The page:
Vicente Padilla plunks ex-teammate Marlon Byrd for ripping him in the press last year

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Marlon Byrd and Vicente Padilla were teammates in Texas last year and when the Rangers released Padilla at midseason Byrd was very outspoken in praise of the move, saying:

About time. It’s absolutely a positive for this team. We have to get rid of the negatives to make a positive and I believe this is a huge positive. You have to be a good teammate. You have to help teach younger guys the right things. He wasn’t a positive influence on the young guys. You started questioning his character and about how much he cared.

Fast forward to a year later. Byrd is on the Cubs and Padilla is on the Dodgers, and they faced each other in the seventh inning of a blowout game last night. As you might have guessed Padilla plunked Byrd in the back, which is amusing given that part of Byrd’s problem with Padilla came from his tendency to hit batters and put his teammates in danger of retaliation.
Which is exactly what happened last night, as Byrd’s new teammate Andrew Cashner responded to Padilla plunking him by plunking Dodgers second baseman Blake DeWitt in the next inning. Oddly enough, Byrd didn’t have much problem with that, calling Cashner “a great teammate” and coyly talking about his “pinpoint accuracy” to make it clear the pitch had a purpose.
Cashner received high-fives in the dugout afterward and despite losing 7-0 the Cubs’ clubhouse was reportedly full of congratulations for rookie. Or as Paul Sullivan of the Chicago Tribune put it: “Happiest losing clubhouse in Cubs history.”
And in a fibbing contest, Cashner claimed the pitch to DeWitt simply “slipped” while Padilla claimed he never saw Byrd’s original quotes because “I don’t really read the papers.”

Jered Weaver dealing with “dead arm”

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Padres starter Jered Weaver lasted just two-thirds of an inning in Wednesday afternoon’s Cactus League appearance against the Royals. He yielded four runs on three hits, throwing 31 pitches before getting pulled. His spring ERA now sits at an ugly 10.13.

Weaver said he’s been dealing with a “dead arm” since his last bullpen session, but added he’s dealt with the issue in previous springs, Dennis Lin of the San Diego Union-Tribune reports.

The Padres signed Weaver to a one-year, $3 million contract last month. The right-hander is coming off of the worst season of his 11-year career. His fastball averaged a career-low 83 MPH and he put up a 5.06 ERA with a 103/51 K/BB ratio in 178 innings.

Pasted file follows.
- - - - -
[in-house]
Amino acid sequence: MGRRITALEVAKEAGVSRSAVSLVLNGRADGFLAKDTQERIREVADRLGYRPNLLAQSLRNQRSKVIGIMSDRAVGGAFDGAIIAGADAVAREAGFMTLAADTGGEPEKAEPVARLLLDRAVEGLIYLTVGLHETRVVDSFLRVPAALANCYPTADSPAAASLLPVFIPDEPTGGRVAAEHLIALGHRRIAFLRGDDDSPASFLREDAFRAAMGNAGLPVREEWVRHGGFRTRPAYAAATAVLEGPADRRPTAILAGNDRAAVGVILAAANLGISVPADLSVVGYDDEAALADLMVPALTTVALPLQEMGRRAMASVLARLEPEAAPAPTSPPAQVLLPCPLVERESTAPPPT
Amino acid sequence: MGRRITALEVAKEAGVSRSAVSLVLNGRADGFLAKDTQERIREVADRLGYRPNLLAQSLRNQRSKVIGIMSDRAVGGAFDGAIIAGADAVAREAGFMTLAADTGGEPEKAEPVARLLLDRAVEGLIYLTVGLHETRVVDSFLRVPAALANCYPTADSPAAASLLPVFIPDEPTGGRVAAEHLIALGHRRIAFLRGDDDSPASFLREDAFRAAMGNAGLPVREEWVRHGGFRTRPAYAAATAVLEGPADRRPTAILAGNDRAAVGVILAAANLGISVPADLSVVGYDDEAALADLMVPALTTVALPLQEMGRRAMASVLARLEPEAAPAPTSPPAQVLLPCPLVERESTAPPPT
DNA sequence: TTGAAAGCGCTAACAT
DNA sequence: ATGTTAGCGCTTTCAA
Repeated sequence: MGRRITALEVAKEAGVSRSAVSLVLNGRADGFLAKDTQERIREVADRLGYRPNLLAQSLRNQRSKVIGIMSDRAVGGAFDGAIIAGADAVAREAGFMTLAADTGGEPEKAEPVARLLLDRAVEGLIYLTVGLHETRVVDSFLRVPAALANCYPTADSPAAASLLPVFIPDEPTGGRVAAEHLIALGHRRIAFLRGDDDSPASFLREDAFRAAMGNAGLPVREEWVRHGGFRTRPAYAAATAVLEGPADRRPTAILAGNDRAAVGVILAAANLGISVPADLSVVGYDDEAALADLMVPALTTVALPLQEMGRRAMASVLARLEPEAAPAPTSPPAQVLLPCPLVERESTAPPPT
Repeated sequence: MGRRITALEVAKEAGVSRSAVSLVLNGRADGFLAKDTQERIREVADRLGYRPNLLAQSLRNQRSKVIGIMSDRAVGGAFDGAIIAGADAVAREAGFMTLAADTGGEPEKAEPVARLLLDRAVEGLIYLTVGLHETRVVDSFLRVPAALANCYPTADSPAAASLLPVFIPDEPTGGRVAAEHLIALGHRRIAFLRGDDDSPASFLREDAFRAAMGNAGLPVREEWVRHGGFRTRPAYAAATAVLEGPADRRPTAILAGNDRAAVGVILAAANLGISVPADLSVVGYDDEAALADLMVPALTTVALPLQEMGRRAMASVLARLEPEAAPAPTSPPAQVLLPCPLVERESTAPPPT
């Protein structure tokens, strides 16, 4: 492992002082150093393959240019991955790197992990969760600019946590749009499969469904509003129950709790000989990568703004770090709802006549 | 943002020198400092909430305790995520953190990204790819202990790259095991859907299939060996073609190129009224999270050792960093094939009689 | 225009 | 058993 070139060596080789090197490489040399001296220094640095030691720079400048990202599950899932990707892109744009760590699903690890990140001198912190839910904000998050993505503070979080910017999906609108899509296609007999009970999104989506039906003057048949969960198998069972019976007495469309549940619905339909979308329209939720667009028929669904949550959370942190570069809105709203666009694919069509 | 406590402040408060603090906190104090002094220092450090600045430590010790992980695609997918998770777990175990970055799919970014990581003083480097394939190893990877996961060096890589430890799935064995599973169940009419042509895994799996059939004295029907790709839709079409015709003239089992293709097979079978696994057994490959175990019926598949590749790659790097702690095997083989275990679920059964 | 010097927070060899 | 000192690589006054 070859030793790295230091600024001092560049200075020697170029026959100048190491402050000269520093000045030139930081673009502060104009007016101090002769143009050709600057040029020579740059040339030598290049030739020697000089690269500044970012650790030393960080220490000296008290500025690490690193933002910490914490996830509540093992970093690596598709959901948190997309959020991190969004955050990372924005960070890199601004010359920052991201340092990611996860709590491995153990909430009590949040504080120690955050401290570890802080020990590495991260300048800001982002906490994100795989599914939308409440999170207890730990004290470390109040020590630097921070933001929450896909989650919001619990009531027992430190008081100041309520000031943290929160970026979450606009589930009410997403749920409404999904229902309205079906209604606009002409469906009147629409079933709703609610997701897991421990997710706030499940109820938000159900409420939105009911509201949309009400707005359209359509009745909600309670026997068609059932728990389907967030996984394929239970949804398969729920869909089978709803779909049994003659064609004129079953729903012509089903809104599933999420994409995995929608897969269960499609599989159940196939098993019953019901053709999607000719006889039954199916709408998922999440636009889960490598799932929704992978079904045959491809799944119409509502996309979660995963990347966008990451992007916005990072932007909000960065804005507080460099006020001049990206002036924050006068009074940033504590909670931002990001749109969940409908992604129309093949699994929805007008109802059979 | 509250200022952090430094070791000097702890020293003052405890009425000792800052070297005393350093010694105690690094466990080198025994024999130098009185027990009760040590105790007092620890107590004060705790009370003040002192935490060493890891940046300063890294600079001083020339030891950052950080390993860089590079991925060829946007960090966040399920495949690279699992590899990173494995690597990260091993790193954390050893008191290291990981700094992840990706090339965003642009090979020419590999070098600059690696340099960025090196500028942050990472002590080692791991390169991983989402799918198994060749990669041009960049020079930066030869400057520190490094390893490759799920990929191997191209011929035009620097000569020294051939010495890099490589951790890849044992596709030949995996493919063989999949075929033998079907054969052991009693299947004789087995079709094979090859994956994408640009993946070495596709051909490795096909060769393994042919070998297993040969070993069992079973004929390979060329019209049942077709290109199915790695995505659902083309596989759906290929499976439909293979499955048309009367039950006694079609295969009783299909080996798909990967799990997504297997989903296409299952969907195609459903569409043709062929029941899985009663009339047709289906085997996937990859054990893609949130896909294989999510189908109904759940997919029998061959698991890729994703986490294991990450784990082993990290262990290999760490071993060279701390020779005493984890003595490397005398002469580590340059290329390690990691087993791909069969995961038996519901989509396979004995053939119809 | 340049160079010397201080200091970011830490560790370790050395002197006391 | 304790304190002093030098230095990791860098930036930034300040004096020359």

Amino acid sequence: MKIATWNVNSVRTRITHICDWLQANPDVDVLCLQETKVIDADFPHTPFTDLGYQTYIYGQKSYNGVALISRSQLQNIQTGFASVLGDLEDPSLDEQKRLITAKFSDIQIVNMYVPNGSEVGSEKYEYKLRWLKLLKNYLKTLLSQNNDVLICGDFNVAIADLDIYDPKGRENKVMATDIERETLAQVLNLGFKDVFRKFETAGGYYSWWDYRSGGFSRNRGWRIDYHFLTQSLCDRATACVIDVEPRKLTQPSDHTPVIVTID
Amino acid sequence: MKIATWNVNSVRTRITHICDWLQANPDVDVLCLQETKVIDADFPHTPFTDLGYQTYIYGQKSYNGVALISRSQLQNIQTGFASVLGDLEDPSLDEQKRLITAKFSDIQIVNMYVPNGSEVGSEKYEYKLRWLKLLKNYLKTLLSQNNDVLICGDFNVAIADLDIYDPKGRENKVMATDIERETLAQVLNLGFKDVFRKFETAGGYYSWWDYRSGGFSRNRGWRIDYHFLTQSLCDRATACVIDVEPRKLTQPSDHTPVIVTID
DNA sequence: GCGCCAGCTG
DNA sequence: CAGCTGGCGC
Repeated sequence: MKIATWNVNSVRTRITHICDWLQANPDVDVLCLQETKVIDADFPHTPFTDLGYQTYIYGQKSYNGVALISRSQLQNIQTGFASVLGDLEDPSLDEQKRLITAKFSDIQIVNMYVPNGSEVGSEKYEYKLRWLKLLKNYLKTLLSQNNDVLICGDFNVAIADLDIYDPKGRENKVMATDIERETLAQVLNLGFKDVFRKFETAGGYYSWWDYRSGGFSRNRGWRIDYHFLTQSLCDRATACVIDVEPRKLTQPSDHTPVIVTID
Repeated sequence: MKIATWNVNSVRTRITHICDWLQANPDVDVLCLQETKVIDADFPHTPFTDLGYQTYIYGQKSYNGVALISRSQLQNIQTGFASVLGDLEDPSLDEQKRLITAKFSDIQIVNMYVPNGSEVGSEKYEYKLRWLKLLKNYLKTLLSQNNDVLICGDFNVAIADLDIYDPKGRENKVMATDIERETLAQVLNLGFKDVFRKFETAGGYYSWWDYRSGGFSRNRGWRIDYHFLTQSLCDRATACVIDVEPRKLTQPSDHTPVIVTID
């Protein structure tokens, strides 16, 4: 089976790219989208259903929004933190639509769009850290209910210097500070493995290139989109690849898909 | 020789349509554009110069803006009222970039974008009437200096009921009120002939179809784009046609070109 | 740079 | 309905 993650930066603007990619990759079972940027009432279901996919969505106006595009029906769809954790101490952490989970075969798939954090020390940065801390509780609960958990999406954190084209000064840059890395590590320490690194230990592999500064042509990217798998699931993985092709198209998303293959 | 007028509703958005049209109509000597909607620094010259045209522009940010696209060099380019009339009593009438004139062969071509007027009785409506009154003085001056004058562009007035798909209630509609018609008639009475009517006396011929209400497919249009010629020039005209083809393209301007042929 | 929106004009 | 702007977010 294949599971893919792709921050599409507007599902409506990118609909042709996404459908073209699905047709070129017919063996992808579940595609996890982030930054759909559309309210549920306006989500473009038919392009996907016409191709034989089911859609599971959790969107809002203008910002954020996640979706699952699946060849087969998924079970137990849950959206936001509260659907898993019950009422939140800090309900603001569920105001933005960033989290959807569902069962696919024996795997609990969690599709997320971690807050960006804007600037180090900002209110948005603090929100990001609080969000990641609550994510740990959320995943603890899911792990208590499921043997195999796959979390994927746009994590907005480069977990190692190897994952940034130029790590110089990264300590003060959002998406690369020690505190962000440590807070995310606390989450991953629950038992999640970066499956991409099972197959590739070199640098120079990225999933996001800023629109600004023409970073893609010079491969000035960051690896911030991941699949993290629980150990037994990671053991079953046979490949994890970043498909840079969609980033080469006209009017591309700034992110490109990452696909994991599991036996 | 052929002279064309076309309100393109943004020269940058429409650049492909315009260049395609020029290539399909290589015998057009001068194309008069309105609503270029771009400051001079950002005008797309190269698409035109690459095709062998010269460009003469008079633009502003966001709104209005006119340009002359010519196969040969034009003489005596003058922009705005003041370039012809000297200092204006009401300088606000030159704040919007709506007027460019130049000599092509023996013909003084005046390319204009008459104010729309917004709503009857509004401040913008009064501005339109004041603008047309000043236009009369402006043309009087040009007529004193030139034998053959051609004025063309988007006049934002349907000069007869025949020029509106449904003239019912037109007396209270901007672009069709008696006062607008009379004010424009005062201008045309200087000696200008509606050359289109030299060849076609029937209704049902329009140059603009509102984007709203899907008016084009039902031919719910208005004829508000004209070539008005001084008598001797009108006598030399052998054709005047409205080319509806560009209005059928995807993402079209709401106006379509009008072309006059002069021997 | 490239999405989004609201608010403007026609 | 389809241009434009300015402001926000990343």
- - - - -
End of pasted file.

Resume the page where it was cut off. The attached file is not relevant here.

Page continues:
Ian Kinsler doesn’t think Puerto Rico or Dominican Republic players play the game the right way

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Update: Whoops…

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Earlier, Craig wrote about Dan Duquette’s dogwhistle language in his criticism of Blue Jays outfielder Jose Bautista. We have some more dogwhistling, this time coming from Tigers (and Team U.S.) second baseman Ian Kinsler. Via Billy Witz of The New York Times:

I hope kids watching the W.B.C. can watch the way we play the game and appreciate the way we play the game as opposed to the way Puerto Rico plays or the Dominican plays. That’s not taking anything away from them. That just wasn’t the way we were raised. They were raised differently and to show emotion and passion when you play. We do show emotion; we do show passion. But we just do it in a different way.

The goal of the World Baseball Classic, created by Major League Baseball, is to promote baseball across the globe. It’s players like Puerto Rico’s Javier Baez who are doing the best job in that regard, not boring white guys from the U.S. Potential baseball fans are not swayed into liking the sport when a player hits a home run and solemnly puts his head down to stroll the bases. They get excited and energized when players show emotion, flip their bats, celebrate. Baez did more to make baseball appeal to new and lapsed audiences with his premature celebration tag than the entire U.S. team has done this tournament.

Furthermore, it is hypocritical to want to diversify the sport’s audience while squelching incoming cultures.

Jim Leyland also got in on the action:

Go Puerto Rico.